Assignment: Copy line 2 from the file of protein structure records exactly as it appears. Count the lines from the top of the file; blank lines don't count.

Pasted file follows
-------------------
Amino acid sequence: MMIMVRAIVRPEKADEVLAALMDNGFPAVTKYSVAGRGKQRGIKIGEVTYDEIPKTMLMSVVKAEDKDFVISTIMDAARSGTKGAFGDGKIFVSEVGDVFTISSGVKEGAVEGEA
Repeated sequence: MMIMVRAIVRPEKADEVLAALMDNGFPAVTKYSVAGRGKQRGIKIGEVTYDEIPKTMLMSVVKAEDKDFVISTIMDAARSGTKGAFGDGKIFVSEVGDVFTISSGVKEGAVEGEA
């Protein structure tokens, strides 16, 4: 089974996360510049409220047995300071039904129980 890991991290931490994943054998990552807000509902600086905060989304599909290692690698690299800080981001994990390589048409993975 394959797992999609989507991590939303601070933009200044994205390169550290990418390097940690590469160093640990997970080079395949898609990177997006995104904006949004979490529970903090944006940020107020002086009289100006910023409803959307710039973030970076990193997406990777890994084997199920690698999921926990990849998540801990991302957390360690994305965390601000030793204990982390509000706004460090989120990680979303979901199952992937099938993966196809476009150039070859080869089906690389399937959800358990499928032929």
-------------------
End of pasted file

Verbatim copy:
Repeated sequence: MMIMVRAIVRPEKADEVLAALMDNGFPAVTKYSVAGRGKQRGIKIGEVTYDEIPKTMLMSVVKAEDKDFVISTIMDAARSGTKGAFGDGKIFVSEVGDVFTISSGVKEGAVEGEA